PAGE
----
Joe Walsh, an ex-lawmaker from Illinois, a conservative radio talk show host, and a former Trump supporter announced on Sunday that he will challenge the president for the Republican Party’s 2020 nomination.
Walsh made the announcement on ABC’s This Week, telling host George Stephanopoulos, “I’m going to run for president.”
“George, no surprise, we’ve got a guy in the White House who’s unfit, completely unfit, to be president, and it stuns me that nobody’s stepped up. Nobody in the Republican Party stepped up, because I’ll tell you what, George, everybody believes in the Republican Party…that he’s unfit,” Walsh said.
Lately, Walsh has been a fierce critic of Donald Trump on Twitter and in other media, joining only a handful of Republicans who are speaking out publicly against the white supremacist in the White House.
On Walsh’s new campaign website, he acknowledged the steps that go into running for president—such as establishing an exploratory committee, hiring speech writers, and contracting image consultants—but that’s in normal times, he said, and “these are not conventional times, these are urgent times.”
“So, the hell with all those conventional things, today I’m declaring my candidacy for president of the United States, because it’s time to be brave. We have someone in the White House who we all know is unfit, someone who lies virtually every time he opens his mouth,” Walsh said.
On This Week, Stephanopoulos pointed out that Trump has an extremely high approval rating within the GOP, to which Walsh repeated that “somebody needs to step up.” Walsh also called Trump a “child.”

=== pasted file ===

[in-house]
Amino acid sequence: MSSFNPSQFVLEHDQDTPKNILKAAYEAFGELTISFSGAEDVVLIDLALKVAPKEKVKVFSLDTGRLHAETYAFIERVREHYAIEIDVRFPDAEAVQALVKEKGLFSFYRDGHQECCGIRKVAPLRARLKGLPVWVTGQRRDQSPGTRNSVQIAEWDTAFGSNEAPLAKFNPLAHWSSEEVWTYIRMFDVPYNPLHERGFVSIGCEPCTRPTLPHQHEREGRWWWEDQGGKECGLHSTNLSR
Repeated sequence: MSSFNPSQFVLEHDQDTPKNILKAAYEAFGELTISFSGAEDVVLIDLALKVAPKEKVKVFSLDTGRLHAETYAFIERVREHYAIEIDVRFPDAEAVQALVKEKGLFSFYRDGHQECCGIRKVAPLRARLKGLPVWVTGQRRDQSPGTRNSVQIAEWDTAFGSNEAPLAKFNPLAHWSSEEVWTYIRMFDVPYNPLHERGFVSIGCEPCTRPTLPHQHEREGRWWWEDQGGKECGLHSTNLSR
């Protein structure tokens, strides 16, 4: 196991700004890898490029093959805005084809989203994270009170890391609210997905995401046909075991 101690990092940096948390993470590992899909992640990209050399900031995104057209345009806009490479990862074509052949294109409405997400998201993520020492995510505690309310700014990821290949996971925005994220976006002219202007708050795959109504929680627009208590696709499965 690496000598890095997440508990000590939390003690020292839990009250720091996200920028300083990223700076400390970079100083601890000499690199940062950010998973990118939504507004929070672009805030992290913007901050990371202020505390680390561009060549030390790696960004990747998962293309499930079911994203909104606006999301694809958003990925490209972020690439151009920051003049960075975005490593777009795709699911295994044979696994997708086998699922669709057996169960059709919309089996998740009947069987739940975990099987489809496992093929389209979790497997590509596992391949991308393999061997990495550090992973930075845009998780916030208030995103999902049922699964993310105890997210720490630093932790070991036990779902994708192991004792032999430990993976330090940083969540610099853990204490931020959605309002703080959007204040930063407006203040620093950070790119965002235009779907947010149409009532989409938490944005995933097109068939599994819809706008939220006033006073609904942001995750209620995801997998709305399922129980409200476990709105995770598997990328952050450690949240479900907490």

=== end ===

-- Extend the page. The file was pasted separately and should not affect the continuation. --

The thing is, it’s impossible to disagree with Walsh on any of his criticisms of Trump lately. But it’s also impossible to ignore or forget who Walsh is—a Tea Party Republican—and what he’s said and done in the recent past.
Like this, for example:
Or his racist birtherism and anti-Muslim attacks against President Barack Obama:
Happy New Year to you, too, Joe! Or his tweeting of the N-word:
All of this was just a few years ago. (The Washington Post has compiled more of Walsh’s tweets here.)
The one-term congressman’s defense is that he had helped to create Trump and therefore must now work to stop him, regardless of his past.
In a New York Times Op-Ed earlier this month, Walsh said he regrets making derogatory comments against Obama and others. “On more than one occasion, I questioned Mr. Obama’s truthfulness about his religion. At times, I expressed hate for my political opponents. We now see where this can lead. There’s no place in our politics for personal attacks like that, and I regret making them,” he wrote.
He also laid out his case against Trump:
Eight years later, Mr. Trump has increased the deficit more than $100 billion year over year — it’s now nearing $1 trillion — and we hear not a word of protest from my former Republican colleagues. He abuses the Constitution for his narcissistic trade war. In private, most congressional Republicans oppose the trade war, but they don’t say anything publicly. But think about this: Mr. Trump’s tariffs are a tax increase on middle-class Americans and are devastating to our farmers. That’s not a smart electoral strategy.
Trump campaign communications director Tim Murtaugh responded to Walsh’s announcement with a one-word reply to ABC News: “Whatever.”
Trump, who currently is in France attending a G7 summit, has not responded to Walsh’s announcement, although we expect a Twitter attack is imminent. In 2015, Trump quoted Walsh saying his conservative radio show would be the “highest rated show ever” and that Trump “is a marketing genius.”
Walsh is the second Republican to announce a presidential run in 2020, after former Massachusetts Gov. Bill Weld announced his campaign two weeks ago.